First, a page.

For this month’s Catalogue Raisonné Focus we’re taking a look at Head II, 1949.
‘The thickly-textured grey paint of the curtains is the quintessential exemplar of Bacon’s remark, reported in Time, 21st November 1949, p.28, that ‘One of the problems is to paint like Velázquez but with the texture of hippopotamus skin.’
Although Bacon worked on Head II for an unusually long time it was not one of the paintings he considered he had over-elaborated and spoiled: ‘I worked on that for about four months, and in some curious way it did, I think, perhaps, come through a bit’ (Sylvester p.28). There are at least sixteen different layers of paint, some in bright colours that were eventually transformed into this grisaille image.’
Excerpt: Martin Harrison, Francis Bacon: Catalogue Raisonné (London: The Estate of Francis Bacon Publishing, 2016) p. 188.
The canvas is on its original stretcher. It has the logo of the framer, Maison Franco, in Nice, impressed into the wood, indicating that the painting was made, or certainly begun, while Bacon was living in Monaco.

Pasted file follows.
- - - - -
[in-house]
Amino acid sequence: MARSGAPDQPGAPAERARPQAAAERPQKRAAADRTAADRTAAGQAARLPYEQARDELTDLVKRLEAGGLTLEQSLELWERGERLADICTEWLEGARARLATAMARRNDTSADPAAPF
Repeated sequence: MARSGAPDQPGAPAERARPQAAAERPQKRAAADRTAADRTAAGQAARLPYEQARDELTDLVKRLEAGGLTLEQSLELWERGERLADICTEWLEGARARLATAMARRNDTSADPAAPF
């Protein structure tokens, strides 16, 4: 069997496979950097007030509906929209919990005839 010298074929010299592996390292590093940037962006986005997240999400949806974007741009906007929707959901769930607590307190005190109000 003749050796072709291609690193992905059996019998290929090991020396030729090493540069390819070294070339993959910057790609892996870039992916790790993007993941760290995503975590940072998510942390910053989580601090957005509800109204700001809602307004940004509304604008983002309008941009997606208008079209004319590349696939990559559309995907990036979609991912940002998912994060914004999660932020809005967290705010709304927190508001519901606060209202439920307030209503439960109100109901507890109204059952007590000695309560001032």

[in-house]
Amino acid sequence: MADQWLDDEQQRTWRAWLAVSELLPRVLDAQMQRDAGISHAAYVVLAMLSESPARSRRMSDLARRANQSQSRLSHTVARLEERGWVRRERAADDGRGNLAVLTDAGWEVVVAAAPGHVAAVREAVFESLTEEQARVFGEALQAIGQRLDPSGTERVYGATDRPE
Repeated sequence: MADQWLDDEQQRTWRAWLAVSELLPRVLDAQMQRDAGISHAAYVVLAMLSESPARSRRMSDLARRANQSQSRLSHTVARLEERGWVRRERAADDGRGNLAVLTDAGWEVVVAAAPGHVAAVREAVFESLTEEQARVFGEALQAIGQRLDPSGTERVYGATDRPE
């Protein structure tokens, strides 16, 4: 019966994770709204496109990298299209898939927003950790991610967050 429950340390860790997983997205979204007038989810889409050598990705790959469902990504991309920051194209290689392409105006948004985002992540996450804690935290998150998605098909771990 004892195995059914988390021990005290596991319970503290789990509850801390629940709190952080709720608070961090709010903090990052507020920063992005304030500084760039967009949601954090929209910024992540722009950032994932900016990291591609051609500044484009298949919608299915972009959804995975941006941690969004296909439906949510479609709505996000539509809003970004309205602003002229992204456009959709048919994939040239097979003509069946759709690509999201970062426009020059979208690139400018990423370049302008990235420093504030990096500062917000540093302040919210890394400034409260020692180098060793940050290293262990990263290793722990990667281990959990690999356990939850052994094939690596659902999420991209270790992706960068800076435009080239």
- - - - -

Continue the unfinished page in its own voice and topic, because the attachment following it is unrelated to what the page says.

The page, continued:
What Bacon intended with this image is not easy to determine. It may have been inspired by the decapitated head of St John Baptist, for which there was plenty of art-historical precedent, or perhaps by Eliot’s line in ‘The Love Song of J. Alfred Prufrock’: ‘Though I have seen my head (grown slightly bald) brought in upon a platter’.
In 1949, when Head II was purchased by Robin Ironside on behalf of the Contemporary Arts Society, it was known as ‘Laughing Man’, yet the anguished expression of the mouth is closer to a ‘sardonic grimace, an existential half animal howl’.
Francis Bacon: Catalogue Raisonné can be purchased through our distributor’s website.